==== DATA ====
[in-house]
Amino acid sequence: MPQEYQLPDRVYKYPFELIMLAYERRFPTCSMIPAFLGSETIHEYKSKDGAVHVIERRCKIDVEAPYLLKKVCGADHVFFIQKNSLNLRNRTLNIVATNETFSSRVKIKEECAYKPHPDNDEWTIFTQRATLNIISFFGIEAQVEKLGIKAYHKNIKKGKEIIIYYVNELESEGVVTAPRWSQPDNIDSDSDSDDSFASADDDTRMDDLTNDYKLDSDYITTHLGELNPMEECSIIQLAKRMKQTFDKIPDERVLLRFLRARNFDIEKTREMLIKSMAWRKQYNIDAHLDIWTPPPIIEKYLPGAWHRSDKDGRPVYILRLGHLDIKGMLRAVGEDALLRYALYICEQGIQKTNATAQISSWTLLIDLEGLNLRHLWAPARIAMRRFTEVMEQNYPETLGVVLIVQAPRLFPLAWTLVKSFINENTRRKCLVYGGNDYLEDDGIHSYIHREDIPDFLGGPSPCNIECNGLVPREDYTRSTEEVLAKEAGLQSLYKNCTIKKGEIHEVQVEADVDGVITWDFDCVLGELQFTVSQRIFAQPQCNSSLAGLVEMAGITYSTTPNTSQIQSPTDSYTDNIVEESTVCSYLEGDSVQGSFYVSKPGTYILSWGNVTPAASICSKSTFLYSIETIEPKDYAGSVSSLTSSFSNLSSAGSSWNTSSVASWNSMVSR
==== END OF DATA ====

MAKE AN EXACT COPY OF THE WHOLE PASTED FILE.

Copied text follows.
[in-house]
Amino acid sequence: MPQEYQLPDRVYKYPFELIMLAYERRFPTCSMIPAFLGSETIHEYKSKDGAVHVIERRCKIDVEAPYLLKKVCGADHVFFIQKNSLNLRNRTLNIVATNETFSSRVKIKEECAYKPHPDNDEWTIFTQRATLNIISFFGIEAQVEKLGIKAYHKNIKKGKEIIIYYVNELESEGVVTAPRWSQPDNIDSDSDSDDSFASADDDTRMDDLTNDYKLDSDYITTHLGELNPMEECSIIQLAKRMKQTFDKIPDERVLLRFLRARNFDIEKTREMLIKSMAWRKQYNIDAHLDIWTPPPIIEKYLPGAWHRSDKDGRPVYILRLGHLDIKGMLRAVGEDALLRYALYICEQGIQKTNATAQISSWTLLIDLEGLNLRHLWAPARIAMRRFTEVMEQNYPETLGVVLIVQAPRLFPLAWTLVKSFINENTRRKCLVYGGNDYLEDDGIHSYIHREDIPDFLGGPSPCNIECNGLVPREDYTRSTEEVLAKEAGLQSLYKNCTIKKGEIHEVQVEADVDGVITWDFDCVLGELQFTVSQRIFAQPQCNSSLAGLVEMAGITYSTTPNTSQIQSPTDSYTDNIVEESTVCSYLEGDSVQGSFYVSKPGTYILSWGNVTPAASICSKSTFLYSIETIEPKDYAGSVSSLTSSFSNLSSAGSSWNTSSVASWNSMVSR